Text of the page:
In terms of rigs then, there are some more elegant options available which will offer greater stability and comfort for both those using entry-level peripherals and those using the mid-rangers too, such as the Next Level Racing Lite Cockpits. These are great rigs for those just starting out, but also for those who don't have enough space for a permanent rig set-up, since they can be folded away for storage if needs be.
Once you move into top-tier wheels and pedals though, they'll quickly drop these clamp or single bolt solutions for much sturdier mounting systems, using brackets to bolt into a compatible rig. This is where the likes of Simlabs and Fanatec come into play, offering set-ups like the P1-X and RennoSport Cockpit V2, which will have a wide range of compatibility with those top-end steering wheels and pedals, whilst offering total stability.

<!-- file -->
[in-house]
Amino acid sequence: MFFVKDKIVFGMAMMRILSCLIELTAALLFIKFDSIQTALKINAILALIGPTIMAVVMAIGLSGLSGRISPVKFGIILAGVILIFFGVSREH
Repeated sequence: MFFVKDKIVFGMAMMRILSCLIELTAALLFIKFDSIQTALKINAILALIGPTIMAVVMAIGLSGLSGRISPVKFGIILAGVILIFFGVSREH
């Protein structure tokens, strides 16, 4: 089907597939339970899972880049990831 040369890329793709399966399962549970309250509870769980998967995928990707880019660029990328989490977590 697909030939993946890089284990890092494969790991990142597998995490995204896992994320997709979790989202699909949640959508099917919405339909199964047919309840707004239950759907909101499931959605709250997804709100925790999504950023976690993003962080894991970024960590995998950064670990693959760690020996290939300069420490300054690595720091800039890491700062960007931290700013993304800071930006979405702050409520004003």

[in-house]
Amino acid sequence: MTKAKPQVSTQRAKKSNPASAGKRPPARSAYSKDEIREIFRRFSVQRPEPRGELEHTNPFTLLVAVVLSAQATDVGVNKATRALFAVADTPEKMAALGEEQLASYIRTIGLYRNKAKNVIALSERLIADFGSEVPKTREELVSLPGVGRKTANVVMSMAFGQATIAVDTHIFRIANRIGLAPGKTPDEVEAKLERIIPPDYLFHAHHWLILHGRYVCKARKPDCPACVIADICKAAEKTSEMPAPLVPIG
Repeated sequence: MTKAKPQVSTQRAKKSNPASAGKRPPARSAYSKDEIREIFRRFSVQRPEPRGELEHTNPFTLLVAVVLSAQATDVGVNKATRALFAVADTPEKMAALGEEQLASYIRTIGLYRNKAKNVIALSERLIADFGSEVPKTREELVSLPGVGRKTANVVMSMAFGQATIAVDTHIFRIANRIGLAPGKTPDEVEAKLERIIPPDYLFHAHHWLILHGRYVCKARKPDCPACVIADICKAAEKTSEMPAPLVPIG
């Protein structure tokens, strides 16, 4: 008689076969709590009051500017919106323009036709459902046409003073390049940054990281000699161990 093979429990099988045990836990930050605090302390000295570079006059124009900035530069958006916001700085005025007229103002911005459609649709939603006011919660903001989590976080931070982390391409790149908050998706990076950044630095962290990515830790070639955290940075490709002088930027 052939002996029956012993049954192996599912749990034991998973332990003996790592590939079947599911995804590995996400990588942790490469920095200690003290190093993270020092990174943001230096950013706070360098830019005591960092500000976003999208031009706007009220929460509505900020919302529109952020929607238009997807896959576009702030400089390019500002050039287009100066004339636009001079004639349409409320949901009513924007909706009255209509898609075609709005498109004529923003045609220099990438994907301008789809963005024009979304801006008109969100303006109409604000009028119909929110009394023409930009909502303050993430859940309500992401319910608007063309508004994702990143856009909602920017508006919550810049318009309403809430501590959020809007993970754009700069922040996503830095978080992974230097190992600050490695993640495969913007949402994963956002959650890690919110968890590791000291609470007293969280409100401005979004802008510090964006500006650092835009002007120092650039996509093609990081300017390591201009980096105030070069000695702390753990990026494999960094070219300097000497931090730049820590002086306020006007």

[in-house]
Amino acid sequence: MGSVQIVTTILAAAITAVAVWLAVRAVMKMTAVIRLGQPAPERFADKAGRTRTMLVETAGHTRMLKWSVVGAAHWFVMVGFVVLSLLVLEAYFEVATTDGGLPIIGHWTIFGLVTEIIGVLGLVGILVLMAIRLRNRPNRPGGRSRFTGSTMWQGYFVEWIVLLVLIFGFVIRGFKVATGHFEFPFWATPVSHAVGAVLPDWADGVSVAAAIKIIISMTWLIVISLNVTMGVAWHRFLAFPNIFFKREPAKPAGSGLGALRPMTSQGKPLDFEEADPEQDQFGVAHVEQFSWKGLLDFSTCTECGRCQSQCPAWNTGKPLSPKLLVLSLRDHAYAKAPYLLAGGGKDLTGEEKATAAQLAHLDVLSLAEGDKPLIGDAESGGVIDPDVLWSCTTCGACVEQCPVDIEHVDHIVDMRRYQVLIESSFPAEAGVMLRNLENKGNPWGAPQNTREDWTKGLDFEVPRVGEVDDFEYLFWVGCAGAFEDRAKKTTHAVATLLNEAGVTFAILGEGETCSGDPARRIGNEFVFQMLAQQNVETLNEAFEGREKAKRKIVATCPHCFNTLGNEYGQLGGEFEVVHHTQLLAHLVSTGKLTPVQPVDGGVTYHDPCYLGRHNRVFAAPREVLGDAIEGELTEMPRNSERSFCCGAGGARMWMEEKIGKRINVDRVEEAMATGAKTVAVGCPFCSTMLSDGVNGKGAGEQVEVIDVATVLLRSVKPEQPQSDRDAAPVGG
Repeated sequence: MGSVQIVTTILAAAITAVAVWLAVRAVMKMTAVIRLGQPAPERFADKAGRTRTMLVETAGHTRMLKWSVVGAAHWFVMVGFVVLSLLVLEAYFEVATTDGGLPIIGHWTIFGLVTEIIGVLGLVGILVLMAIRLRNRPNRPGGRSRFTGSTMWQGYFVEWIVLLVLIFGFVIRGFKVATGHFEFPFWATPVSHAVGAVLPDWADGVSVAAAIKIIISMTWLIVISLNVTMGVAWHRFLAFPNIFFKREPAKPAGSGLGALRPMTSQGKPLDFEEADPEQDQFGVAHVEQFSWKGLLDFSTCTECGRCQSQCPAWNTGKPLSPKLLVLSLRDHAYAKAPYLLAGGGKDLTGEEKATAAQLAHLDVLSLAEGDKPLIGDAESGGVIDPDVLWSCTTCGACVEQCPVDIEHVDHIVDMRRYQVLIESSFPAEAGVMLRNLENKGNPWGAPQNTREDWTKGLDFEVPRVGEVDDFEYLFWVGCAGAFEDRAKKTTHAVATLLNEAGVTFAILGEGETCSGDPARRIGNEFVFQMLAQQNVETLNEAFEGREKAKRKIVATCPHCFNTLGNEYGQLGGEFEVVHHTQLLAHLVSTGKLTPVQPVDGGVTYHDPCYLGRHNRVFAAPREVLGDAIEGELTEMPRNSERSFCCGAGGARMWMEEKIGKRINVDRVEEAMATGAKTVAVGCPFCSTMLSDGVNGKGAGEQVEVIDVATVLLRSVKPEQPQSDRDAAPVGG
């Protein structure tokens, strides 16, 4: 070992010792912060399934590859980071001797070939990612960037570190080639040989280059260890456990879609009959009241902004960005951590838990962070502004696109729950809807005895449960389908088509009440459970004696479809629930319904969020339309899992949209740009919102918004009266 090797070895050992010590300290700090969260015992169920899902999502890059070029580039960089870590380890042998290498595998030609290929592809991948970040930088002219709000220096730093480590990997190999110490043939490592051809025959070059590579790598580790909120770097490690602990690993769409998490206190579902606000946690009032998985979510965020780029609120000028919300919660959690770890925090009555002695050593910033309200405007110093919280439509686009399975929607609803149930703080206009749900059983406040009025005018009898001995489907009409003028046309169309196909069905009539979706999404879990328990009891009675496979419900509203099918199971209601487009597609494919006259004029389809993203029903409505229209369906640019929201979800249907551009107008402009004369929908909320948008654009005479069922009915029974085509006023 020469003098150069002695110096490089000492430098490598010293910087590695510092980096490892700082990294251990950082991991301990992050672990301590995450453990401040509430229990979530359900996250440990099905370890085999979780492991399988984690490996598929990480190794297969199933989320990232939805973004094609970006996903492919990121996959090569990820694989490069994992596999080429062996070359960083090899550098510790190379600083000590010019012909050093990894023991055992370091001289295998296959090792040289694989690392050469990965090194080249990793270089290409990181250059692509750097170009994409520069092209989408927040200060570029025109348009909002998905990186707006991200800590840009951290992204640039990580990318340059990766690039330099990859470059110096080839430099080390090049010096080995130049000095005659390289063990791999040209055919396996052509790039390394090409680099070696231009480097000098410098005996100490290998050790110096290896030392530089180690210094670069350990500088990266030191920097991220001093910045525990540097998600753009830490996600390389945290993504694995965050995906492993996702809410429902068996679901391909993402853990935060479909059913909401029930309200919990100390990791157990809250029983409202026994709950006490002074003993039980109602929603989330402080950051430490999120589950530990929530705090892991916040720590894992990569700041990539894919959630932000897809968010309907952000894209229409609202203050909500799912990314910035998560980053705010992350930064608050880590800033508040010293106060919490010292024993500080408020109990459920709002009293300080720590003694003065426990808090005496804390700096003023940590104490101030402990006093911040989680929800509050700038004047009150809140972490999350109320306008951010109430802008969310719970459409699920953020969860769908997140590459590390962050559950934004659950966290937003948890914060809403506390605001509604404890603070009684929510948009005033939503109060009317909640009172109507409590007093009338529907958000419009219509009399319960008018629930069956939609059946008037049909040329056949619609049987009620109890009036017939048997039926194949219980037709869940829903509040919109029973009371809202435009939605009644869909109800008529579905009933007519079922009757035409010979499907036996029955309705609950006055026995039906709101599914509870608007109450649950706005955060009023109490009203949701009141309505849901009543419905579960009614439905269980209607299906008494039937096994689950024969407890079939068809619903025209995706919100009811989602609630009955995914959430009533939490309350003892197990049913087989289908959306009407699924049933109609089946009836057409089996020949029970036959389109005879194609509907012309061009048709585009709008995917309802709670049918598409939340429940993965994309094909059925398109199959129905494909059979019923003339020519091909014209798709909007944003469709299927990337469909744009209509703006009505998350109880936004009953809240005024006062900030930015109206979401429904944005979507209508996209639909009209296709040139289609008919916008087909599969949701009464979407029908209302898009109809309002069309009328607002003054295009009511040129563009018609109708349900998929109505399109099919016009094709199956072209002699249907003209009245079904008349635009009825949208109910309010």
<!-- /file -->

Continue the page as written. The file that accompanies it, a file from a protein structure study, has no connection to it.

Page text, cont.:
Besides how they mount to a surface or rig, your racing sim peripherals have a few different designs available, each offering a more authentic racing experience than the last by creating an increasingly accurate measure of Newton Meters as force feedback. Naturally, the more authentic, the more expensive.
But what are these different designs, what makes them feel more real, and just how expensive are they?
These two designs work on very similar principles; a small motor powers either a system of gears, or pulleys and belts, which scale up the amount of torque that the motor can deliver. Due to the nature of these systems, they have two prominent drawbacks, one of which both designs share.